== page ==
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Name: Dee W.
Status: other
Age: 50s
Location: N/A
Country: N/A
Date: Thursday, November 28, 2002


Question:
Everything else being equal, does sound travel better (meaning here,louder) when the air is humid or not? Ditto, when the air is hot versus cool? Ditto, when the barometric pressure is high or low? We have gotten much confusion over whether air density a) helps sound travel louder (as measured by decibels at recipient) because more molecules to travel through or b) hurts sound volume because of resistance and drag -- this is all from what started as "simple" science project. Any help will be much appreciated. Cannot seem to find answers to these basics anywhere in texts or Internet.


Replies:
Your topic is like "The Normandy Invasion" -- starts off "simple" and turns into a massive undertaking. Your failure to find web sites may have been due to a common problem -- You did not select the key search terms. You are asking about the attenuation of sound, not its speed, which is a factor but not the only one. Search these terms: "acoustic attenuation" "sound attenuation" "acoustic impedance" "sound impedance" and you will find a number of sites that discuss the topic(s). Here are some I found.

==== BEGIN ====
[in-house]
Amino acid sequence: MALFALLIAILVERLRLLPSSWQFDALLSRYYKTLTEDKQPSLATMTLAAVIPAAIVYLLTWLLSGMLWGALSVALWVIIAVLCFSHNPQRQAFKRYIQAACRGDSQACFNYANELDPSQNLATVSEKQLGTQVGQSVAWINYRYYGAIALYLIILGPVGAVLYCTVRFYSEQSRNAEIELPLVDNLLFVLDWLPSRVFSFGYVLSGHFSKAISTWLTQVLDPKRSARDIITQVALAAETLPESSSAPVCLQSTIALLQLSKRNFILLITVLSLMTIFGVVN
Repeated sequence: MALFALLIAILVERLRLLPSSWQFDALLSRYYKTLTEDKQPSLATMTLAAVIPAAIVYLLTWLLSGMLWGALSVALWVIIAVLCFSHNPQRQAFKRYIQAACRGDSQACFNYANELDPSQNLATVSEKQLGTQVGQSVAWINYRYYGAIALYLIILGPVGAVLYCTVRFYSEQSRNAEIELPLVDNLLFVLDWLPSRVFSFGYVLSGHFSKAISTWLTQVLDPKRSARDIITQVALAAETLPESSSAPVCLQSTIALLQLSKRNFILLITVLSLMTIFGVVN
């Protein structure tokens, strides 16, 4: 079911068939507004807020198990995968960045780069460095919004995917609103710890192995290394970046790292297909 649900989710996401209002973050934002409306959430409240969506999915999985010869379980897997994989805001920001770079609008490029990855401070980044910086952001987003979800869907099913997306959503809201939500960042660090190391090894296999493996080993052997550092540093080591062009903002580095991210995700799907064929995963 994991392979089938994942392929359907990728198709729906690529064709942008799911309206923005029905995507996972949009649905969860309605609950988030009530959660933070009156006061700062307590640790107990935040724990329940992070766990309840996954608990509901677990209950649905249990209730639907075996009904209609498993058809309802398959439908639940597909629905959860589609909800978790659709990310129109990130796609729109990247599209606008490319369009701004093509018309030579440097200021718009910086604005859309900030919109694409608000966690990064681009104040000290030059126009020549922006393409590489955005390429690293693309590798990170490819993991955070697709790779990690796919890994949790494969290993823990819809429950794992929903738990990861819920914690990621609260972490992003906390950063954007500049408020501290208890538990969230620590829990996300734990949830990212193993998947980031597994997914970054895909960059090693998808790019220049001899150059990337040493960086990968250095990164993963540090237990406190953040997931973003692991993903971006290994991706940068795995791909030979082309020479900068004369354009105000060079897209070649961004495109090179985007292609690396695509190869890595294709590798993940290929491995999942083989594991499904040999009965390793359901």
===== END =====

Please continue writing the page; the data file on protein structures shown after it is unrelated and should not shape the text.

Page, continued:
GENERAL

http://www.pa.op.dlr.de/acoustics/acoustics_content.html

LARGE SITE, MANY LINKS

http://www.ndt-ed.org/index_flash.htm

SOUND ATTENUATION

http://www.silex.com/pdfs/Sound%20Attenuation.pdf

INCLUDES A CALCULATOR FOR VARIOUS MEDIA

http://www.cnde.iastate.edu/ncce/UT_CC/Sec.2.6/Sec.2.6.html

Vince Calder


FOLLOW UP ON THIS INQUIRY, FOUND AN EXTENSIVE ONLINE TEXT ON THE SUBJECT OF ACOUSTIC ATTENUATION

http://www.sfu.ca/sonic-studio/handbook/index.html

Vince Calder


Dear Dee,

Here is a quick answer to your questions from Paul G. Hewitt's book, Conceptual Physics, fourth edition, copyright 1981.

"The speed of sound depends on wind conditions, temperature, and humidity. It does not depend on the frequency of sound; all notes travel at the same speed. The speed of sound in dry air at 0 degrees C is about 330 meters per second, nearly 1,200 kilometers per hour. Water vapor in the air increases this speed slightly. Sound travels faster through warm air than through cold air. This is to be expected because the faster-moving molecules in warm air bump into each other more often and therefore transmit a pulse in less time. For each degree rise in temperature above 0 degrees C, the speed of sound in air increases by 0.6 meters per second. In water, sound travels about four times as fast as it does in air, while in steel, the speed of sound is about fifteen times as great as in air."

You might be able to find this textbook in your local library. I have also found the web site Askjeeves.com to be a reliable source for answers to science questions. It usually can provide links to reliable web sites.

Good luck on your "sonic" adventure.

Martha Croll



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